He also sought investigation into the Rafale fighter jet deal and the Nirav Modi scam. After he was unsuccessful in getting the film banned last year, Sharma sought deletion of certain scenes from the film Padmaavat.
On 14 December, the apex court dismissed a plea seeking an independent court-monitored investigation into the Rafale deal.
On 3 July, while dismissing Sharma’s plea pertaining to the PNB scam, the SC order noted Attorney General K.K. Venugopal’s submission that a charge sheet has been filed in the matter. However, it noted that in view of the unwarranted, uncalled for and vexatious allegations/assertions Sharma made in his plea, it was “not inclined to entertain the same”.
“What kind of PILs are you filing? You read some newspaper report and straight away come to court… and such reckless personal allegations against someone. These PILs are not PILs at all,” the apex court bench had said while rebuking Sharma for the allegations he made against the Prime Minister and the finance minister in his plea.
Views on women
Over the years, Sharma has courted controversy for his comments on women and even invited the wrath of the Supreme Court Women Lawyers’ Association (SCWLA) which sought to bar him from entering the premises of the court.
In 2013, Sharma filed a plea against an intern who accused a former judge of sexually harassing her. He also filed a claim of contempt of court against a newspaper and an online portal of reporting the matter and then Attorney General Goolam Vahanvati for petitioning the top court to investigate the matter under the provisions of the Vishakha guidelines. In his plea, Sharma suggested that he learnt from “ancient books” that “lady never speak truth”.
Sharma added, “Because sheer reference of sexual harassment by a lady cannot be accepted as an offence. However impugned statement does not contain name, date, time and place where such action was done… It is prima facie have no value but it was published under a concocted game by the respondent girl having hand with other conspirators just to defame the judiciary referring period of December 2012 (sic).”
Remarks on December 16 gang rape
Sharma triggered outrage when he suggested that the December 2012 gangrape case was nothing but an orchestrated incident conspired by a politician in connivance with the girl’s male companion in order to score some political mileage.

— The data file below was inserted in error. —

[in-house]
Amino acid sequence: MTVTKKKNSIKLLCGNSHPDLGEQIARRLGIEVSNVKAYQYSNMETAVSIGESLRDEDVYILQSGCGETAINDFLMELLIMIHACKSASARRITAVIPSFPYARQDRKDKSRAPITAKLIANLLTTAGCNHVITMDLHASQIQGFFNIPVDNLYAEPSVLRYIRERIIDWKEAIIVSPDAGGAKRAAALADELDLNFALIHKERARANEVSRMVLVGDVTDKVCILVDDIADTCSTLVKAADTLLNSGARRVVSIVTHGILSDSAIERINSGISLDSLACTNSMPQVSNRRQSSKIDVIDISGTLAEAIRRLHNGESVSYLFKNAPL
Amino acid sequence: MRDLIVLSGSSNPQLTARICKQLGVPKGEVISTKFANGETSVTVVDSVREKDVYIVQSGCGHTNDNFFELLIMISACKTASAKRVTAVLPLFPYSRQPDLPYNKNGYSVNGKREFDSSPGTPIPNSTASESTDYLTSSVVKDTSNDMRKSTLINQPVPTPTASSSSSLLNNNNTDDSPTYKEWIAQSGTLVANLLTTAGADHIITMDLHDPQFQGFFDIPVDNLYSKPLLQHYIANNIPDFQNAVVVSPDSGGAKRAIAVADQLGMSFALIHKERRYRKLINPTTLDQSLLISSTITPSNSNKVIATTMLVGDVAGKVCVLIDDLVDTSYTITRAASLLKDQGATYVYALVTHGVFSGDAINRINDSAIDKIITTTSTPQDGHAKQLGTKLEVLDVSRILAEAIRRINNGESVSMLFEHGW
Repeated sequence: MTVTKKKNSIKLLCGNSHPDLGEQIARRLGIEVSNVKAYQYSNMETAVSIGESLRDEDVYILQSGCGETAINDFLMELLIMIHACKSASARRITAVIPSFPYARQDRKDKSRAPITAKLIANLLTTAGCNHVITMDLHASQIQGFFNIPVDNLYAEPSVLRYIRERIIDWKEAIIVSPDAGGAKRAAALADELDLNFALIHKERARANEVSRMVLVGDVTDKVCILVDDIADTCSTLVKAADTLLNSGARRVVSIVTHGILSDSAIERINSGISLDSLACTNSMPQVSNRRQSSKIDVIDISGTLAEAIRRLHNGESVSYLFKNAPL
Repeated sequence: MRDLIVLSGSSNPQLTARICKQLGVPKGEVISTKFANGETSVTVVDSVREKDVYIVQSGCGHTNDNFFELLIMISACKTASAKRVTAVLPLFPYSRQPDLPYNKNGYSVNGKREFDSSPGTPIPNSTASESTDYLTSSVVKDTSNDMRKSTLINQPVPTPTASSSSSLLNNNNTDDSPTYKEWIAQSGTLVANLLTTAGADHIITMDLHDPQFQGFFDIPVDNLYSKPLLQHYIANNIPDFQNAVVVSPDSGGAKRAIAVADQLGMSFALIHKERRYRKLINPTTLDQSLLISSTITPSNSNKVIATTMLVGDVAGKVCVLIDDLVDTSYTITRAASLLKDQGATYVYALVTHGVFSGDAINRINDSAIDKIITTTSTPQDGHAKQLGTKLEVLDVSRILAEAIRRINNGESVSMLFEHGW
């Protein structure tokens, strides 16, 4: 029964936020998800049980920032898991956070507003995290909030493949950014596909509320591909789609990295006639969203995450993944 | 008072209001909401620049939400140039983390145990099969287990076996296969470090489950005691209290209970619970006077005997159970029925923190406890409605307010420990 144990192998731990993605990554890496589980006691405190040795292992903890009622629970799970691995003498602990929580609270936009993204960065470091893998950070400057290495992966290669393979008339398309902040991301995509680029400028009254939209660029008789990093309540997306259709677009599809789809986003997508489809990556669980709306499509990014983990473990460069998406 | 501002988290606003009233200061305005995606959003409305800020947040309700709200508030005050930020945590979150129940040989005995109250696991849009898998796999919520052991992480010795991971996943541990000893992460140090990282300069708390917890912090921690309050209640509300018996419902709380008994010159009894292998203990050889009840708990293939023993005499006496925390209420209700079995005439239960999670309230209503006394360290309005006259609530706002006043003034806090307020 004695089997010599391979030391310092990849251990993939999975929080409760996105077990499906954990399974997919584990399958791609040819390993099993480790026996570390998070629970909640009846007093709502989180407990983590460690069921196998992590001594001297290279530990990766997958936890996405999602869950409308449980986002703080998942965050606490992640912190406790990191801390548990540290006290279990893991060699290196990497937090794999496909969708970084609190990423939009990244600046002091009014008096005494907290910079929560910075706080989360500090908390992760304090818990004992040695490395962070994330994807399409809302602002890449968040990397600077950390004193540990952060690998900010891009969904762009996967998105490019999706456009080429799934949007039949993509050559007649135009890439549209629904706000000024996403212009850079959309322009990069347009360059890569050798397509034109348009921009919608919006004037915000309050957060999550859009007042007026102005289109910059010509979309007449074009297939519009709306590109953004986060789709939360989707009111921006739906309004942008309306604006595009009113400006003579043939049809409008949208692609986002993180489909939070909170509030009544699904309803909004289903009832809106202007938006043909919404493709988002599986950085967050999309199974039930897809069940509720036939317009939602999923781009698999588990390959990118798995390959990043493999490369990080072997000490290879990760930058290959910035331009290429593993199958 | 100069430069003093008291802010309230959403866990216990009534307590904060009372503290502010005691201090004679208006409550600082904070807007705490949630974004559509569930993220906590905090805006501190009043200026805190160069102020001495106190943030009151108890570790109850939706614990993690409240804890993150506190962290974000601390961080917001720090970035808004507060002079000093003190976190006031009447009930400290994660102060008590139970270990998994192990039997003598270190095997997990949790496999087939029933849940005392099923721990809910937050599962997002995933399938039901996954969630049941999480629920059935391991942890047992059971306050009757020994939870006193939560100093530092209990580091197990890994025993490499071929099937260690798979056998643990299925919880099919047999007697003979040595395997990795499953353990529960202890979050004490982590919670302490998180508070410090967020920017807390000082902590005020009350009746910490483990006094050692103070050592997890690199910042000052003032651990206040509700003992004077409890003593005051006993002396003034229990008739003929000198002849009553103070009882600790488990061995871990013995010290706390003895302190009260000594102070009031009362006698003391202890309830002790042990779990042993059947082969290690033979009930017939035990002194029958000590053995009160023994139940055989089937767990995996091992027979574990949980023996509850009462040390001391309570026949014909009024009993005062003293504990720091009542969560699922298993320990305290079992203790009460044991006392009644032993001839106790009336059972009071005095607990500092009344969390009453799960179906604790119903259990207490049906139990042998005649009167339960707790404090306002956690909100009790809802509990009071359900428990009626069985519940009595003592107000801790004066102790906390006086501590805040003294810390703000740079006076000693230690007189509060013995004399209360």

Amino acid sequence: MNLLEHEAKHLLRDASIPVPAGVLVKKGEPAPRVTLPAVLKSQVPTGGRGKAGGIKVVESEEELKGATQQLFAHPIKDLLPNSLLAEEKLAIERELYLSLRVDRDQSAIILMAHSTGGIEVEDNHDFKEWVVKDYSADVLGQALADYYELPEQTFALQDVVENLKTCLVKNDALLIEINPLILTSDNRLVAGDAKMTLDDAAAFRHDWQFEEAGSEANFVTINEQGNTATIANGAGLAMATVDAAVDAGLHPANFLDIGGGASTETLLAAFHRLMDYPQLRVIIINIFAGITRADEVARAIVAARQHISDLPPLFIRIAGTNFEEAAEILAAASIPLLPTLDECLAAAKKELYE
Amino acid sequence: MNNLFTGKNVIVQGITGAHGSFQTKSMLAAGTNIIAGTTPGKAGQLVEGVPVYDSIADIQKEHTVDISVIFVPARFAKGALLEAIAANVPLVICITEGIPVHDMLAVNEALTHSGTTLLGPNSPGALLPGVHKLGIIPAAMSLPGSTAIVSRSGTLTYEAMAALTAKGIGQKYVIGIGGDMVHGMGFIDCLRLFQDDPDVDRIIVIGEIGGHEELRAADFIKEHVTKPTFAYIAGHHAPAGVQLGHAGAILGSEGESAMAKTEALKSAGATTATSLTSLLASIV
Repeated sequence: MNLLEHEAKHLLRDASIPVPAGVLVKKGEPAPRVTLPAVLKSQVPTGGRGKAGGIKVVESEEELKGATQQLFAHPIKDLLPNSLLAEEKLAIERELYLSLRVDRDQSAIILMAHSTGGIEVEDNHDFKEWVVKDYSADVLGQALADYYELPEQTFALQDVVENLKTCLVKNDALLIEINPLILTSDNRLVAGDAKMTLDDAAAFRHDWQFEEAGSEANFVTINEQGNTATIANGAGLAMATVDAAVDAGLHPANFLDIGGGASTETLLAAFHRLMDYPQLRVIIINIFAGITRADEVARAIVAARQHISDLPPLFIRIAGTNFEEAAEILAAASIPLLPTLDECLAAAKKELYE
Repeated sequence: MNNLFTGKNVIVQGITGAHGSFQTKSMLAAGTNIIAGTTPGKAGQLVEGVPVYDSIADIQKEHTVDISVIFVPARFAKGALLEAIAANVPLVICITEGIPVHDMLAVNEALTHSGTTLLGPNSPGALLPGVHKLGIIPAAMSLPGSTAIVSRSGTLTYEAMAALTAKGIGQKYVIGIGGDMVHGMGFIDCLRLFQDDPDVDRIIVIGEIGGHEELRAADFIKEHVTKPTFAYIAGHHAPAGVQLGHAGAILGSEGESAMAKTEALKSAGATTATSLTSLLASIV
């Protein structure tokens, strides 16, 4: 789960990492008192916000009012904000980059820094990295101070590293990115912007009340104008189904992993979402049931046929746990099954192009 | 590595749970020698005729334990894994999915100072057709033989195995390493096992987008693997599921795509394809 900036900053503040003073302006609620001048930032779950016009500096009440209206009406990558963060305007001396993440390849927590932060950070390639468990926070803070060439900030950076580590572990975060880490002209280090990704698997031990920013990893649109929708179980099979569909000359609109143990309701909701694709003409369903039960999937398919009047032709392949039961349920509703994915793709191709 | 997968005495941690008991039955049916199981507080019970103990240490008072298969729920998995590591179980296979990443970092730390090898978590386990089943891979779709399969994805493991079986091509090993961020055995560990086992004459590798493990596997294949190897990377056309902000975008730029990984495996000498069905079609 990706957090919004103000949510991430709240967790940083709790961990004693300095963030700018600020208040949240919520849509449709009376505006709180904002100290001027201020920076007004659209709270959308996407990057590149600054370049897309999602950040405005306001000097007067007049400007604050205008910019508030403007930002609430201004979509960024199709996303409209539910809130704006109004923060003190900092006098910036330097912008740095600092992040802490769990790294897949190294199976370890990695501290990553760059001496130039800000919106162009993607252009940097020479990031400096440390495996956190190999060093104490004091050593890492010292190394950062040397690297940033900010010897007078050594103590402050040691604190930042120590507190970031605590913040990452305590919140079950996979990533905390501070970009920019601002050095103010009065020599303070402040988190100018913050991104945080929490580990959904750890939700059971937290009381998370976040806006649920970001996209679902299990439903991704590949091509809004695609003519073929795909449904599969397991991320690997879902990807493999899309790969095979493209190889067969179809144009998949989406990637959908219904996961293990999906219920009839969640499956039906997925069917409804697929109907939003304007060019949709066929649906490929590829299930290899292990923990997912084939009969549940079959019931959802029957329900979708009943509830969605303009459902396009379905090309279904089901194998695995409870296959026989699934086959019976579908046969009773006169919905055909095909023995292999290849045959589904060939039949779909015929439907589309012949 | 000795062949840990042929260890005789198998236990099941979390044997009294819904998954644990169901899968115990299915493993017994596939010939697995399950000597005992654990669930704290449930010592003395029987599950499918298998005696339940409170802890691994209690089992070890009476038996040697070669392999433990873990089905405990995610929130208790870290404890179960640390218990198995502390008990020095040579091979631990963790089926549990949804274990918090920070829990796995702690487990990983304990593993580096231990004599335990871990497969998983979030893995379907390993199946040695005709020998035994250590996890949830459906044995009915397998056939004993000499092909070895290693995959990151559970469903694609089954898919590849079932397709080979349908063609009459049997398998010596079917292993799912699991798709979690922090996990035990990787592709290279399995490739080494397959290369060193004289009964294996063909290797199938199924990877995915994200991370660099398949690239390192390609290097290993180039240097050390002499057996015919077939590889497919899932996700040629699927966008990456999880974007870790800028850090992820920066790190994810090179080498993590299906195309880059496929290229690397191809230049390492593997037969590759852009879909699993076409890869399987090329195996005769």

“I have already declared that I will pay Rs 10 lakh award to a doctor or anybody who can prove as per medical science that without destroying uterus the intestine can be pulled out using an iron rod. I am sure they cannot. The police is lying. The rod theory was added later to sensationalise the whole case and also to provoke public anger,” he said.
During the hearing in the SC, where Sharma appealed against the death penalty imposed on the convicts, the court came down heavily on him for his arguments.
In the documentary India’s Daughter, Sharma’s segment was full of comments that targeted women, and accused them of being responsible for rape. In 2015, the SCWLA sought directions to sensitise him towards the dignity and rights of women, a public apology, retraction of his statements and an assurance that he would not repeat them again.
On this issue, on 10 July 2015, the bench acknowledged Sharma’s “unconditional apology” and directed him “to expunge all derogatory remarks…”. It noted Sharma’s undertaking “not to make any such or similar derogatory remarks in any public interest litigation”.
Among other issues, in 2011, Sharma had sought the regulation of finances of the NGOs. He alleged that no NGO had been persecuted because politicians or bureaucrats owned 90 per cent of them.
In 2017, Sharma challenged the Indus Waters Treaty. He sought it to be declared void suggesting it was not a valid document since it did not bear the President’s signature. On 10 April 2017, the top court dismissed the plea and said: “This treaty is of 1960 and this treaty has held good for more than half a century.”
Once Sharma even filed a plea in Delhi high court suggesting that the Central Intelligence Agency (CIA) of the US was allegedly funding the Aam Aadmi Party (AAP) so it could “implement the object and the policy of the American government”. The high court dismissed his plea in December 2015.
In September 2013, Sharma filed a plea seeking the removal of former CJI K.G. Balakrishnan as the head of the National Human Rights Commission (NHRC). While refusing to entertain the plea, the apex court took exception to Sharma’s use of the former top judge’s initials, KGB, as opposed to his full name. “How can you use such term? It is not the name of a company or organisation,” the bench told him.
In 2012, Sharma had filed a plea against former CJI S.H. Kapadia who had ruled against the revenue department granting a tax relief to Vodafone to the tune of Rs 10,000 crore. Sharma contended that Kapadia should not have heard the Vodafone matter since his son drafted a due diligence report for the telecom giant when it acquired Hutchison-Essar. Justice Aftan Alam, who heard Sharma’s plea, dismissed it as frivolous and penalised him Rs 50,000.